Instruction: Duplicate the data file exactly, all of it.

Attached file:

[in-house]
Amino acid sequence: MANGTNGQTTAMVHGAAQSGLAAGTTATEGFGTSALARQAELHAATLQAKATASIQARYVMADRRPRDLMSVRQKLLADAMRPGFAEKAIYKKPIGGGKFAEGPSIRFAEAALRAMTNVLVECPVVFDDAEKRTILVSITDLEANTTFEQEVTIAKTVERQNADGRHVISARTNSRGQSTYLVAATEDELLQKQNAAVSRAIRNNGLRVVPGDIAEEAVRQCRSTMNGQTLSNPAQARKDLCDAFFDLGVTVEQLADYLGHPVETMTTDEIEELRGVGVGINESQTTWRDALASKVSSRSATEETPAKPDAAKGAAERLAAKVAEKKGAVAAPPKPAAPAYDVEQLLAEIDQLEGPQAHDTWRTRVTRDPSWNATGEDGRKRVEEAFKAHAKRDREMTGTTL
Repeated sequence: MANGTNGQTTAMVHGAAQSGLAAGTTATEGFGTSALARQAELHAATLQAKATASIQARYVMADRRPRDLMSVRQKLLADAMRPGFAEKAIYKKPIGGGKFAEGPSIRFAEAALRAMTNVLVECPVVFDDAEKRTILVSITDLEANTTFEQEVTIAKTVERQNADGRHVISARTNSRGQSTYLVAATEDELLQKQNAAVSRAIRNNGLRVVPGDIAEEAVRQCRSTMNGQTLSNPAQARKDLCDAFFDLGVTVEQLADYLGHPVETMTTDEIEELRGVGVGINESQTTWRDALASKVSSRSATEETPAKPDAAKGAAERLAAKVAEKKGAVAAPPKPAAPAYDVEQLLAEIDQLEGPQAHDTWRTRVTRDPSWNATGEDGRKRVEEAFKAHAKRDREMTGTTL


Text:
[in-house]
Amino acid sequence: MANGTNGQTTAMVHGAAQSGLAAGTTATEGFGTSALARQAELHAATLQAKATASIQARYVMADRRPRDLMSVRQKLLADAMRPGFAEKAIYKKPIGGGKFAEGPSIRFAEAALRAMTNVLVECPVVFDDAEKRTILVSITDLEANTTFEQEVTIAKTVERQNADGRHVISARTNSRGQSTYLVAATEDELLQKQNAAVSRAIRNNGLRVVPGDIAEEAVRQCRSTMNGQTLSNPAQARKDLCDAFFDLGVTVEQLADYLGHPVETMTTDEIEELRGVGVGINESQTTWRDALASKVSSRSATEETPAKPDAAKGAAERLAAKVAEKKGAVAAPPKPAAPAYDVEQLLAEIDQLEGPQAHDTWRTRVTRDPSWNATGEDGRKRVEEAFKAHAKRDREMTGTTL
Repeated sequence: MANGTNGQTTAMVHGAAQSGLAAGTTATEGFGTSALARQAELHAATLQAKATASIQARYVMADRRPRDLMSVRQKLLADAMRPGFAEKAIYKKPIGGGKFAEGPSIRFAEAALRAMTNVLVECPVVFDDAEKRTILVSITDLEANTTFEQEVTIAKTVERQNADGRHVISARTNSRGQSTYLVAATEDELLQKQNAAVSRAIRNNGLRVVPGDIAEEAVRQCRSTMNGQTLSNPAQARKDLCDAFFDLGVTVEQLADYLGHPVETMTTDEIEELRGVGVGINESQTTWRDALASKVSSRSATEETPAKPDAAKGAAERLAAKVAEKKGAVAAPPKPAAPAYDVEQLLAEIDQLEGPQAHDTWRTRVTRDPSWNATGEDGRKRVEEAFKAHAKRDREMTGTTL